n African Entomology - Impact of the Okyereko irrigation project in Ghana on the risk of human malaria infection by species (Diptera : Culicidae)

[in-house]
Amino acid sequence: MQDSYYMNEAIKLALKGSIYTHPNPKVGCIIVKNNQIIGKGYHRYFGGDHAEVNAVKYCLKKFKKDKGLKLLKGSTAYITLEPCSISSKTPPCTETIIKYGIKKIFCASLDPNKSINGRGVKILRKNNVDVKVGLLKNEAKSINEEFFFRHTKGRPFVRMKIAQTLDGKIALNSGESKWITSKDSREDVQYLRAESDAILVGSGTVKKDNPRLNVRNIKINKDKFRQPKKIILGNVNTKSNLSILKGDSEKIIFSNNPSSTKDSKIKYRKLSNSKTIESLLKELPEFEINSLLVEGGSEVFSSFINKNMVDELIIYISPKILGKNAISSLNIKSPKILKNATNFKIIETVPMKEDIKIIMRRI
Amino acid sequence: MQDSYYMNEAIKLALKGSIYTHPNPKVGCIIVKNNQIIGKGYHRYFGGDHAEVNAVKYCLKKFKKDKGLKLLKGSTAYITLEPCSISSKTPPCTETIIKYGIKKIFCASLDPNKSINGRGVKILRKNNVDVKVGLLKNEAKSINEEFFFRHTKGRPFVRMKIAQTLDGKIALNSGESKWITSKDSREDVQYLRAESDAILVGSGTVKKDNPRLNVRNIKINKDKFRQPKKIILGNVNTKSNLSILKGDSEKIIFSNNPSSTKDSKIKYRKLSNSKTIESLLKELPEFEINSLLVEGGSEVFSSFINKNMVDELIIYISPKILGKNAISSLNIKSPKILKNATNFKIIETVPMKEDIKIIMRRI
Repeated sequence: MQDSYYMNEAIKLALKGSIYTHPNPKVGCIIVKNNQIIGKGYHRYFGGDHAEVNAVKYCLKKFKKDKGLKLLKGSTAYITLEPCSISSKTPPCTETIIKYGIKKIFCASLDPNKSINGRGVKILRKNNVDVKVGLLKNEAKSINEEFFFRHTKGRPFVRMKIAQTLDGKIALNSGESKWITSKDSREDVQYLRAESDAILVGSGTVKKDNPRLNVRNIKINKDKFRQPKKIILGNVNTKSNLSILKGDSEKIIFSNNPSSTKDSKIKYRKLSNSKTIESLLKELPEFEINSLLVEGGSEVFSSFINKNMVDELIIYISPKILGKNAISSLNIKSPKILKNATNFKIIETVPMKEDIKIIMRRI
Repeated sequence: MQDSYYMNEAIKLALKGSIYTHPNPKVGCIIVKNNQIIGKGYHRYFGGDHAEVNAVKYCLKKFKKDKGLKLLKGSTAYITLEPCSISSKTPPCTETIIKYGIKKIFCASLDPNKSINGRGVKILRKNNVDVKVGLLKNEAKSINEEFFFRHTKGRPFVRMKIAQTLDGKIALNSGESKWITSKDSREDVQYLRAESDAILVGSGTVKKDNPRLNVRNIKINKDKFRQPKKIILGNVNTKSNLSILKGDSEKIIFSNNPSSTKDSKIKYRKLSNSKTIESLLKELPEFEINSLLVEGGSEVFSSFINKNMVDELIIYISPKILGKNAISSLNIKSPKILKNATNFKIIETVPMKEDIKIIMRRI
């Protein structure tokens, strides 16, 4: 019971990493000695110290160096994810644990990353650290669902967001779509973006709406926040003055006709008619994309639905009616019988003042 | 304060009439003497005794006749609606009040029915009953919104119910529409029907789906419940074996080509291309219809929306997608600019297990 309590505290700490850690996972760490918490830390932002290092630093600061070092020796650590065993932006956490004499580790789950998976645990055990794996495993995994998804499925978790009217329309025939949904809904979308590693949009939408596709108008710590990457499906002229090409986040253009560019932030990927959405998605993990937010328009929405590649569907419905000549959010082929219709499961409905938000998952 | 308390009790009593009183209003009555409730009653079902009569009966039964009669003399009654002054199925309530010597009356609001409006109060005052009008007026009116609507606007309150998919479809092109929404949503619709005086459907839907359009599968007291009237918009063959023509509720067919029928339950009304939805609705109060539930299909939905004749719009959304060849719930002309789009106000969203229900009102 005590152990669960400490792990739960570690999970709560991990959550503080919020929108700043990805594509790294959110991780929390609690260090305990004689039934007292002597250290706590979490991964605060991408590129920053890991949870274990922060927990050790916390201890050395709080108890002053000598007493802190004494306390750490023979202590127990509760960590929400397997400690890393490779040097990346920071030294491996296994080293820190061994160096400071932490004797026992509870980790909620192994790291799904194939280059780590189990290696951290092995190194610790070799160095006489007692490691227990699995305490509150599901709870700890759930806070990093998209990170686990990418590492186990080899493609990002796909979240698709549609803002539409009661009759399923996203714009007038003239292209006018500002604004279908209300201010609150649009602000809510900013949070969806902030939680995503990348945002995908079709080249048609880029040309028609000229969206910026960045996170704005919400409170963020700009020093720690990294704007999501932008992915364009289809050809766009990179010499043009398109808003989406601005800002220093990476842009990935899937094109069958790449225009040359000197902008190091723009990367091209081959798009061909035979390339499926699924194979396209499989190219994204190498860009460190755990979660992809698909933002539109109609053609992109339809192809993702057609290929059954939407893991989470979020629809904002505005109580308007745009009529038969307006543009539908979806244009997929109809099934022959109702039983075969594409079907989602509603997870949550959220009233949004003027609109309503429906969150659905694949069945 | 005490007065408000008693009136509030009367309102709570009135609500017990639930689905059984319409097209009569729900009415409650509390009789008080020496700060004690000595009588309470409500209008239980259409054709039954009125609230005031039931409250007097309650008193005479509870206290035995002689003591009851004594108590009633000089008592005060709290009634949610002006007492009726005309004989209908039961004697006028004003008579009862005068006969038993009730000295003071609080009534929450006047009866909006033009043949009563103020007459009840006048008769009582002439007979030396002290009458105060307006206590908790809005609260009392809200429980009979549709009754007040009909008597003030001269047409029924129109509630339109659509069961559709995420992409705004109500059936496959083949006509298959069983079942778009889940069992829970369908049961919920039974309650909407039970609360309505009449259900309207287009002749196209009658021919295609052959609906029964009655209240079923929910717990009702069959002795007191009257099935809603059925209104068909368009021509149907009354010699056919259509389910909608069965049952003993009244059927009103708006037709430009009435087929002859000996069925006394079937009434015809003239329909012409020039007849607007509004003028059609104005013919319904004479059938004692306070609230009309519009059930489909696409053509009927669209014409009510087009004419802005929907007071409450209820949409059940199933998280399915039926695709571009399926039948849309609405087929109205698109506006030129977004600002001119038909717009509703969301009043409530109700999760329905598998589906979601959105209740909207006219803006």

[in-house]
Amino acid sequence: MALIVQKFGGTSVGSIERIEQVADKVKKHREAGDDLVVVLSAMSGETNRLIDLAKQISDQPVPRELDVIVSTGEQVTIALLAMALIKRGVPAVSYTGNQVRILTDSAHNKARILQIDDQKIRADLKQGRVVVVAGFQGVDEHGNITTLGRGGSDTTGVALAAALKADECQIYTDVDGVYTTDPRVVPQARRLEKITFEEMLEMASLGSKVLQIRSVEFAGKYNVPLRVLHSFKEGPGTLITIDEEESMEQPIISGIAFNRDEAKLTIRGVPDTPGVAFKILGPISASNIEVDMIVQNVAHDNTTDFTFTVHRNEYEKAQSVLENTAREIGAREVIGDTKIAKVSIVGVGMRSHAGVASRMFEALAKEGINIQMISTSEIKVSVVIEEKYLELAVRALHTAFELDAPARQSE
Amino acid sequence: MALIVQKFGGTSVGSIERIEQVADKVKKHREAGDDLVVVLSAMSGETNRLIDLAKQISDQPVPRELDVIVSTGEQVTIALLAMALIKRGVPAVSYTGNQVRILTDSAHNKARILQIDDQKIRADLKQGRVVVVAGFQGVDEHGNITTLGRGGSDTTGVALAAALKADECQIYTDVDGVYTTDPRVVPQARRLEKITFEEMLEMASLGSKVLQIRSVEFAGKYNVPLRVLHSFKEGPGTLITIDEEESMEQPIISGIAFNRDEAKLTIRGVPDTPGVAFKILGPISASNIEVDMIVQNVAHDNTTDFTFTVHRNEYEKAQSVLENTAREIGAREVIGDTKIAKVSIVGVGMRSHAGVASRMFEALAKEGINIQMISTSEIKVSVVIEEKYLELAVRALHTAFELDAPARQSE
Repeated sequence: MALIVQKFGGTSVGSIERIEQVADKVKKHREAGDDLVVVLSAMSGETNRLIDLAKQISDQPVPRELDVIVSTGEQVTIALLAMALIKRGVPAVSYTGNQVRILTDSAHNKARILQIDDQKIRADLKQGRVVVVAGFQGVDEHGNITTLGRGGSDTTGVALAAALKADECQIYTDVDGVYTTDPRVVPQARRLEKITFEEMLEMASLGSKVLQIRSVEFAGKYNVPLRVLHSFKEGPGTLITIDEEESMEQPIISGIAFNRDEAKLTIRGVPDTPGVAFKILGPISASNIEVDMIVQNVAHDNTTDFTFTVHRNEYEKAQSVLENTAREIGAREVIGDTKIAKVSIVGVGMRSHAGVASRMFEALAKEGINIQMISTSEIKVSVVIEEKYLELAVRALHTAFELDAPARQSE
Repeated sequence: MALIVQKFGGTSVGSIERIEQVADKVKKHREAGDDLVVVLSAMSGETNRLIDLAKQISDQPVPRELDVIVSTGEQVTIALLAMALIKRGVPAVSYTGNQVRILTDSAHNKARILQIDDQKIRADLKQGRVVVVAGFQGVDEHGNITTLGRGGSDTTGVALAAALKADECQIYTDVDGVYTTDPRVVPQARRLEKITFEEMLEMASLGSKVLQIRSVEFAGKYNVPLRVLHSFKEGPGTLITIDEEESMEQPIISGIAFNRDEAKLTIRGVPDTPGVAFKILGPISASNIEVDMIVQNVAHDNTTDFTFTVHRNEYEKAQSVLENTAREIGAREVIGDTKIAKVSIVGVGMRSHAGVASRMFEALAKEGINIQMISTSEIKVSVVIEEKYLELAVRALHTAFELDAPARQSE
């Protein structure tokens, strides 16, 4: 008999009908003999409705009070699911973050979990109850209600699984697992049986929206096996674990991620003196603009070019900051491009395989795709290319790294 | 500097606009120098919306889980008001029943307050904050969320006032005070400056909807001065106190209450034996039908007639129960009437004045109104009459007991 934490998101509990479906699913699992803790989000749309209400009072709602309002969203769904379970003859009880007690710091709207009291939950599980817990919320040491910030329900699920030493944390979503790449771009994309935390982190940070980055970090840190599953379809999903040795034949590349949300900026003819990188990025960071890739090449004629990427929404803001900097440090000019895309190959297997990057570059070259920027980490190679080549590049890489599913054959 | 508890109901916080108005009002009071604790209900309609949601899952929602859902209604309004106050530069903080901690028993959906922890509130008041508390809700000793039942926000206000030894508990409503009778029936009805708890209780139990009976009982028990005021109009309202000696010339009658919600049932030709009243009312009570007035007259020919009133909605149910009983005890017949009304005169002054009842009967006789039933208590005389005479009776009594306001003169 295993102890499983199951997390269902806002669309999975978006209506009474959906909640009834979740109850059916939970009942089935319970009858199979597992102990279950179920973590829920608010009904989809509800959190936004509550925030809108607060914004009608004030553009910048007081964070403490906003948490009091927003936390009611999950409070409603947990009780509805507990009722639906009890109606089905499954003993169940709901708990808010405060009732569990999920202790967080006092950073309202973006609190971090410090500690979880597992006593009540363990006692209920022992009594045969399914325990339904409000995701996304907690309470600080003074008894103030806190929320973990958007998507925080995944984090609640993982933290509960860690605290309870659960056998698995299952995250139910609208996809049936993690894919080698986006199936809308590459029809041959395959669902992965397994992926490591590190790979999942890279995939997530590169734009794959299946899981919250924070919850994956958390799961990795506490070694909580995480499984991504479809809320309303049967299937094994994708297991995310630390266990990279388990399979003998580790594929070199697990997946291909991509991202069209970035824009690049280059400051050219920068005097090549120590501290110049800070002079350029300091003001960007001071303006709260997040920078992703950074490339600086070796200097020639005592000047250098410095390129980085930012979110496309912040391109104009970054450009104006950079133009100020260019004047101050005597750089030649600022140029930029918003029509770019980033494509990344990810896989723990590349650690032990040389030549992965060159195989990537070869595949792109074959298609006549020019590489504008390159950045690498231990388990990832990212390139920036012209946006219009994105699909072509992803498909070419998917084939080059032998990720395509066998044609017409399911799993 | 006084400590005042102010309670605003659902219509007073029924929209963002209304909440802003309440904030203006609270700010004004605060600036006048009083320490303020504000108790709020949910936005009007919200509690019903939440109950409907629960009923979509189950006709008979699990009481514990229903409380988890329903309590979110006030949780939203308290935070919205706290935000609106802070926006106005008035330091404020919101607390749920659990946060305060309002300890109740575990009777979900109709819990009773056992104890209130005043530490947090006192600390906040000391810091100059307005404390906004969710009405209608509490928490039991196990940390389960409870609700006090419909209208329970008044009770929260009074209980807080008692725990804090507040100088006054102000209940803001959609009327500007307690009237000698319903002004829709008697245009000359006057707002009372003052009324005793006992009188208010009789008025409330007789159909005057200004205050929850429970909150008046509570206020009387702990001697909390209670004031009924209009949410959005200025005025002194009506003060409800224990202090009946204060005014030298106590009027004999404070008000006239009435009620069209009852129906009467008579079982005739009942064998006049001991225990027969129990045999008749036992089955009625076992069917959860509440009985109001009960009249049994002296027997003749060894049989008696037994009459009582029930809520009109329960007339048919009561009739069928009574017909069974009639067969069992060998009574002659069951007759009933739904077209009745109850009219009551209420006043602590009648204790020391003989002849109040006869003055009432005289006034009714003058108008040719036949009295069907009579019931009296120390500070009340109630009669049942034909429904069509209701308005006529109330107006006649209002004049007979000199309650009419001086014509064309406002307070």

The impact of an irrigation scheme on malaria transmission in coastal savanna was studied. Adult mosquitoes (Diptera : Culicidae) were sampled using human landing and pyrethrum spray catches at Okyereko (irrigated village) and at Bewadze (non-irrigated, 9.5 km away) during the dry season of 2002/2003. Each mosquito was first identified morphologically as Giles, then to sibling species by PCR and forms were further identified by restriction analysis. The parity of mosquitoes were determined and ELISA-based methods used to determine sporozoite infections and host blood meal source. More mosquitoes were obtained at Okyereko. Members of the complex were dominant at Okyereko and at Bewadze. Within the complex, only was identified, and the M form constituted 91.7 % at Okyereko and 66.7 % at Bewadze. The biting rate was higher at Okyereko, but parous rates were similar in both villages. The infection rates were 2.5-fold higher in than at both sites, but were 17.5-fold lower at Okyereko. At Okyereko, the four infective were found to be the M form while at Bewadze three of the four infective were found to be the S form and one was the M form. The entomological inoculation rate was also significantly lower at Okyereko. The human blood index was 84.1 % at Okyereko and 77.1 % and Bewadze. Malaria risk was therefore lower at the irrigated village and the likely reason is the low numbers of and S form.


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